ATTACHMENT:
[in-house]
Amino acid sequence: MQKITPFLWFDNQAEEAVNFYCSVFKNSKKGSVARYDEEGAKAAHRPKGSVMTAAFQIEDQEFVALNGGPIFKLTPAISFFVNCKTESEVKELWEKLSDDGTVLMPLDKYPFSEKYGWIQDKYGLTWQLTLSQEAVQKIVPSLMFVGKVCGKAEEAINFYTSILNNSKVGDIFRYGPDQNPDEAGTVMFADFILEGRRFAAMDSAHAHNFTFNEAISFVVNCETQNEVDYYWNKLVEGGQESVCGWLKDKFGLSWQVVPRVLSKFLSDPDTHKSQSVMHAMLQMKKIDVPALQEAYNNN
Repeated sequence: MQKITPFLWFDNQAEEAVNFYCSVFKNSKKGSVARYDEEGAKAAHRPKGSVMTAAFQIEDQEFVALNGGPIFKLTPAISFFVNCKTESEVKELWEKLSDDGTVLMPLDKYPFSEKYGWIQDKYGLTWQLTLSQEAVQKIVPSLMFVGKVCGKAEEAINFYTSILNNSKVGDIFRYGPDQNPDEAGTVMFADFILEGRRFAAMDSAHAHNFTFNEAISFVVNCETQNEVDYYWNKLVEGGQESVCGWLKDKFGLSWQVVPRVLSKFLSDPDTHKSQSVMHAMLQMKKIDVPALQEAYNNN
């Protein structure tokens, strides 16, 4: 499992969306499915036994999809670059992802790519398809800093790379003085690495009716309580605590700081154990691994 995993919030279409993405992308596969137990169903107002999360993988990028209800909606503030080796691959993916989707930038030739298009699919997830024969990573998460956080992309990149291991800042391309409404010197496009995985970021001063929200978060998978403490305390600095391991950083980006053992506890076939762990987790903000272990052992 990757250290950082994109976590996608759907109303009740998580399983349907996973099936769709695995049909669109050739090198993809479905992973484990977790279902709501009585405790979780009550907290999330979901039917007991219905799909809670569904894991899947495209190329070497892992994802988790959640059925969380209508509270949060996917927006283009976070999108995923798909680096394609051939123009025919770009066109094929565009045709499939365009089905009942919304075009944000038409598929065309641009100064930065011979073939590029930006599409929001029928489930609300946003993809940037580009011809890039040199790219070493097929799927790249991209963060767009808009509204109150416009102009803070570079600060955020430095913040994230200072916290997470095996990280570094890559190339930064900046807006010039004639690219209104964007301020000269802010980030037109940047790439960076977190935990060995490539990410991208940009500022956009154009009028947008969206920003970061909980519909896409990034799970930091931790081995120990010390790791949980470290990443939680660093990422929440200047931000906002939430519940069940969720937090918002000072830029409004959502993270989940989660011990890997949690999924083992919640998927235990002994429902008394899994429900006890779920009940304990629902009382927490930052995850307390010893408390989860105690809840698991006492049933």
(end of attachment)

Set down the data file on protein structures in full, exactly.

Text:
[in-house]
Amino acid sequence: MQKITPFLWFDNQAEEAVNFYCSVFKNSKKGSVARYDEEGAKAAHRPKGSVMTAAFQIEDQEFVALNGGPIFKLTPAISFFVNCKTESEVKELWEKLSDDGTVLMPLDKYPFSEKYGWIQDKYGLTWQLTLSQEAVQKIVPSLMFVGKVCGKAEEAINFYTSILNNSKVGDIFRYGPDQNPDEAGTVMFADFILEGRRFAAMDSAHAHNFTFNEAISFVVNCETQNEVDYYWNKLVEGGQESVCGWLKDKFGLSWQVVPRVLSKFLSDPDTHKSQSVMHAMLQMKKIDVPALQEAYNNN
Repeated sequence: MQKITPFLWFDNQAEEAVNFYCSVFKNSKKGSVARYDEEGAKAAHRPKGSVMTAAFQIEDQEFVALNGGPIFKLTPAISFFVNCKTESEVKELWEKLSDDGTVLMPLDKYPFSEKYGWIQDKYGLTWQLTLSQEAVQKIVPSLMFVGKVCGKAEEAINFYTSILNNSKVGDIFRYGPDQNPDEAGTVMFADFILEGRRFAAMDSAHAHNFTFNEAISFVVNCETQNEVDYYWNKLVEGGQESVCGWLKDKFGLSWQVVPRVLSKFLSDPDTHKSQSVMHAMLQMKKIDVPALQEAYNNN
């Protein structure tokens, strides 16, 4: 499992969306499915036994999809670059992802790519398809800093790379003085690495009716309580605590700081154990691994 995993919030279409993405992308596969137990169903107002999360993988990028209800909606503030080796691959993916989707930038030739298009699919997830024969990573998460956080992309990149291991800042391309409404010197496009995985970021001063929200978060998978403490305390600095391991950083980006053992506890076939762990987790903000272990052992 990757250290950082994109976590996608759907109303009740998580399983349907996973099936769709695995049909669109050739090198993809479905992973484990977790279902709501009585405790979780009550907290999330979901039917007991219905799909809670569904894991899947495209190329070497892992994802988790959640059925969380209508509270949060996917927006283009976070999108995923798909680096394609051939123009025919770009066109094929565009045709499939365009089905009942919304075009944000038409598929065309641009100064930065011979073939590029930006599409929001029928489930609300946003993809940037580009011809890039040199790219070493097929799927790249991209963060767009808009509204109150416009102009803070570079600060955020430095913040994230200072916290997470095996990280570094890559190339930064900046807006010039004639690219209104964007301020000269802010980030037109940047790439960076977190935990060995490539990410991208940009500022956009154009009028947008969206920003970061909980519909896409990034799970930091931790081995120990010390790791949980470290990443939680660093990422929440200047931000906002939430519940069940969720937090918002000072830029409004959502993270989940989660011990890997949690999924083992919640998927235990002994429902008394899994429900006890779920009940304990629902009382927490930052995850307390010893408390989860105690809840698991006492049933």